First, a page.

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Table of Contents   
ORIGINAL RESEARCH  
Year : 2013  |  Volume : 24  |  Issue : 4  |  Page : 521
Facial nerve injury following surgery for temporomandibular joint ankylosis: A prospective clinical study


1 Department of Oral & Maxillofacial Surgery, Kothiwal Dental College & Research Centre, Moradabad, India
2 Department of Oral & Maxillofacial Surgery, Faculty of Dentistry, Jamia Millia Islamia University, New Delhi, India
3 Department of Oral & Maxillofacial Surgery, Dental College, Itaura, Chandeshwar, Azamgardh, India

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Date of Submission24-Apr-2012
Date of Decision06-Feb-2013
Date of Acceptance19-Mar-2013
Date of Web Publication19-Sep-2013
 

   Abstract 

Objective: The purpose of this prospective study was to evaluate the incidence and degree of facial nerve damage and time taken for its recovery following surgery for temporomandibular joint (TMJ) ankylosis.
Materials and Methods: A total of 30 subjects with the TMJ ankylosis with or without history of previous surgery were included in this prospective study. House-Brackmann grading system was used to assess the function of the facial nerve post-operatively.
Results: Most of the subjects were in the age range of 13-15 years. Eight subjects had bilateral ankylosis and remaining 22 had unilateral ankylosis. Out of 32 joints in which gap arthroplasty was performed, 4 had Grade 1 injury, 14 had Grade 2 injury, 12 had Grade 3, and 2 with the Grade 4 injury 24 h post-operatively. Whereas, out of 6 cases of interpositional arthroplasty 4 had Grade 1 injury and 2 had Grade 4 injury. According to House-Brackmann grading system, at 24 h, 78.9% patients had different grades of facial nerve injury, which gradually improved and came to normal limits within 1-3 months post-operatively. Comparison of change in the Grade of injury at 3 months follow-up as compared to baseline (24 h) showed full recovery in all the cases (100%) showing a statistically significant difference from baseline (P < 0.001).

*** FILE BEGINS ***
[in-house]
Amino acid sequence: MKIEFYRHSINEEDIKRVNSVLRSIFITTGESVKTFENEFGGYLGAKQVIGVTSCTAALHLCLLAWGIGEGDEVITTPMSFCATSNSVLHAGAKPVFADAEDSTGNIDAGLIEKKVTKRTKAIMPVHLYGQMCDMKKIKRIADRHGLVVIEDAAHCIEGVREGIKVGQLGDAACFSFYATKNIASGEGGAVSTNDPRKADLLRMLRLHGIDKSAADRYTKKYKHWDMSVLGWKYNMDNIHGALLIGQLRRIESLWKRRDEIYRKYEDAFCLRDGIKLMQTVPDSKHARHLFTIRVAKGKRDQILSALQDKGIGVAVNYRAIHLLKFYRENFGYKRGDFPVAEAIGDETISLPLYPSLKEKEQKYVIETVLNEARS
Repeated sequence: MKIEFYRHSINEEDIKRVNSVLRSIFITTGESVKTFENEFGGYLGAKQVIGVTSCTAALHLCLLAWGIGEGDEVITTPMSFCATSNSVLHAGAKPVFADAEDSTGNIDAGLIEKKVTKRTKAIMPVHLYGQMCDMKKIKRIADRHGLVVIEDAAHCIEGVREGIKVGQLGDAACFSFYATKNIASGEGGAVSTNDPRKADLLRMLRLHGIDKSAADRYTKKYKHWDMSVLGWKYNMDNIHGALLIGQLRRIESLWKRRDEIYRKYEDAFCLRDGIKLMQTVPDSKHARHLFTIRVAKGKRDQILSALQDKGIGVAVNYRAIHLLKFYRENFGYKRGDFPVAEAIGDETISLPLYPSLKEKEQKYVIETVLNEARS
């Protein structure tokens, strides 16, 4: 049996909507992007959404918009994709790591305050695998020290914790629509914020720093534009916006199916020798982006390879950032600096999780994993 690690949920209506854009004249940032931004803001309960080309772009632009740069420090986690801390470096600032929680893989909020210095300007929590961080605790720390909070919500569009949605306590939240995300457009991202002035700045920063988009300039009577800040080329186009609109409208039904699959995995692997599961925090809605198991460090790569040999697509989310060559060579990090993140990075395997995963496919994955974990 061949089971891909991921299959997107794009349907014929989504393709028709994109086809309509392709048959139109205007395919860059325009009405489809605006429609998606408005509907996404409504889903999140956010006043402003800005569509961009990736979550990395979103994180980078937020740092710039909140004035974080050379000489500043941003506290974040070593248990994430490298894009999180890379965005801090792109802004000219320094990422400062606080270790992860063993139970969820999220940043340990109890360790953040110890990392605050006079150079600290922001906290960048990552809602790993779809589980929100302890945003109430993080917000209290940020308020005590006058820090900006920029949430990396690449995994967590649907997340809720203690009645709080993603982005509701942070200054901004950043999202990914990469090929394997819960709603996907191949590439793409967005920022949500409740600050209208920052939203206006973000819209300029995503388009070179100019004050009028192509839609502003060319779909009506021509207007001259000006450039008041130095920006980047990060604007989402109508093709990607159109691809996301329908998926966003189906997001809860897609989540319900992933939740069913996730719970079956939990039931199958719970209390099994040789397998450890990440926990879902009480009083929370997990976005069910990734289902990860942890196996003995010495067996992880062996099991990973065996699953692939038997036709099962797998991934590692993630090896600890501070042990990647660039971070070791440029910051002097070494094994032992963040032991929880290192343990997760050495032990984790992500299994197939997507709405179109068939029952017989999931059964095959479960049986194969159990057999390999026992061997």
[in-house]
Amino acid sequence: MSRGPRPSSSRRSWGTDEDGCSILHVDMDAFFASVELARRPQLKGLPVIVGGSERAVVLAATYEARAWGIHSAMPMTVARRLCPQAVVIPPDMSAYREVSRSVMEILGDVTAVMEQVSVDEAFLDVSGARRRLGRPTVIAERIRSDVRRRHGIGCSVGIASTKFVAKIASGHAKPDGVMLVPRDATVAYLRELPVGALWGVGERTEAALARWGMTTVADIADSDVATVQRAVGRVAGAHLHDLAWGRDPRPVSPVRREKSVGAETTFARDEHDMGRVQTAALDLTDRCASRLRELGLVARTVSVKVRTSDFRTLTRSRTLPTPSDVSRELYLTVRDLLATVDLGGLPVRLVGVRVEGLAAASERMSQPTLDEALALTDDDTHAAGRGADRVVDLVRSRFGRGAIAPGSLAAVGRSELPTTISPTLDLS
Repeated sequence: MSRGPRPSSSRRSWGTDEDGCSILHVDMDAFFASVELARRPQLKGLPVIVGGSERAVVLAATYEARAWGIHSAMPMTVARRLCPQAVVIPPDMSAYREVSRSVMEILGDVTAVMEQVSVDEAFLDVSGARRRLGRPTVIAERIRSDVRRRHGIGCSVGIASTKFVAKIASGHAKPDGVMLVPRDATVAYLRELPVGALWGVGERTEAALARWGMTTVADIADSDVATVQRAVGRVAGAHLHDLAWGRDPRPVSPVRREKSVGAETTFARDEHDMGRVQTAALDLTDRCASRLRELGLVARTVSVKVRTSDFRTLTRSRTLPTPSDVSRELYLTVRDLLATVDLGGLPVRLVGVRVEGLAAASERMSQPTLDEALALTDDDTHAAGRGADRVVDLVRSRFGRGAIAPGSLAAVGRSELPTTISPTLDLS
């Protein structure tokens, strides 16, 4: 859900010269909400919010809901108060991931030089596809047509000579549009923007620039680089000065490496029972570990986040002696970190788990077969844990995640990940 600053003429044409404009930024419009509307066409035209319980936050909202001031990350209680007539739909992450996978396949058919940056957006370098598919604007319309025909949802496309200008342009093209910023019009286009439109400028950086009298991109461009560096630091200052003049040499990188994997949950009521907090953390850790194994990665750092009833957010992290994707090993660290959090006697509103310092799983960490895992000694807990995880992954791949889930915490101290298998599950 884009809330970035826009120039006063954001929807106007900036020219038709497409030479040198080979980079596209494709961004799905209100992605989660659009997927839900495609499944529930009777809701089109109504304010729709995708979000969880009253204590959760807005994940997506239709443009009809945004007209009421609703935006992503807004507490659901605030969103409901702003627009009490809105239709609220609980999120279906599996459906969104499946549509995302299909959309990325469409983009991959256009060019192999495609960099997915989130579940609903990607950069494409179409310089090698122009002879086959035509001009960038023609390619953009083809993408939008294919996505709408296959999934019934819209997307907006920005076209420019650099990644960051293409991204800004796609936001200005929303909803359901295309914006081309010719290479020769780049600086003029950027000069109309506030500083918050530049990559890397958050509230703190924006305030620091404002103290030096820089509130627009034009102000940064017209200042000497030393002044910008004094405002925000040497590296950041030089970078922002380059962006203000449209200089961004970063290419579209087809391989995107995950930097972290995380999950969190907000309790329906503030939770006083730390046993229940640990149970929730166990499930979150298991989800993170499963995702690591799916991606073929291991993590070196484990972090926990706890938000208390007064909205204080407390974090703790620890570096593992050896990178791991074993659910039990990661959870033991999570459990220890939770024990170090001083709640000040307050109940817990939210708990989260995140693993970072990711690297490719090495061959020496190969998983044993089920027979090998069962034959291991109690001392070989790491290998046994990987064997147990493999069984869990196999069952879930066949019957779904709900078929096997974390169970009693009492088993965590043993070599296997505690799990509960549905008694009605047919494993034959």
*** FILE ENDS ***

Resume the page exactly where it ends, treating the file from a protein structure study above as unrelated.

Conclusion: When proper care is taken during surgery for TMJ ankylosis, permanent facial nerve injury is rare. However, the incidence and degree of temporary nerve injury could be either due to the heavy retraction causing compression and or stretching of nerve fiber resulting in neuropraxia.

Keywords: Ankylosis, facial nerve injury, facial nerve injury, temporomandibular joint, temporomandibular joint ankylosis surgery

How to cite this article:
Gokkulakrishnan S, Singh S, Sharma A, Singh AK, Borah R. Facial nerve injury following surgery for temporomandibular joint ankylosis: A prospective clinical study. Indian J Dent Res 2013;24:521